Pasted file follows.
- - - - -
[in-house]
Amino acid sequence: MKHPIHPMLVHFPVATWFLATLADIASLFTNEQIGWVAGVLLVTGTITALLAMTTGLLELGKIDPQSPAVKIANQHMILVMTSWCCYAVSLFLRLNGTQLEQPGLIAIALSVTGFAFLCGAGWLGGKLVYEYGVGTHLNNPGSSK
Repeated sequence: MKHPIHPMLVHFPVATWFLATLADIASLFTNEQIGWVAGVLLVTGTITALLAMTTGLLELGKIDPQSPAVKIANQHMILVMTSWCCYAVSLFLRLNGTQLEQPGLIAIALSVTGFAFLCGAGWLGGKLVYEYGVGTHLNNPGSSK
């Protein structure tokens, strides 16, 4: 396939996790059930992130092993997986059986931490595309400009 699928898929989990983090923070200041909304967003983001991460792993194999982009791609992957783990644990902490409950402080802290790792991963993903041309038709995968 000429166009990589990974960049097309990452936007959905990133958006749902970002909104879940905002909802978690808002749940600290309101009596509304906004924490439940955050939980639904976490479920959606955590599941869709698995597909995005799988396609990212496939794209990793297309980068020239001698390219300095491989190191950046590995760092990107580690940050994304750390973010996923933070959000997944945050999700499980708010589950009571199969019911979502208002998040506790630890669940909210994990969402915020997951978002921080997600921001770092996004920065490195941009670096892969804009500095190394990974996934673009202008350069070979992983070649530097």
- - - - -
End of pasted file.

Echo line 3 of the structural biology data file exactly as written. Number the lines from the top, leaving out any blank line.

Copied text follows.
Repeated sequence: MKHPIHPMLVHFPVATWFLATLADIASLFTNEQIGWVAGVLLVTGTITALLAMTTGLLELGKIDPQSPAVKIANQHMILVMTSWCCYAVSLFLRLNGTQLEQPGLIAIALSVTGFAFLCGAGWLGGKLVYEYGVGTHLNNPGSSK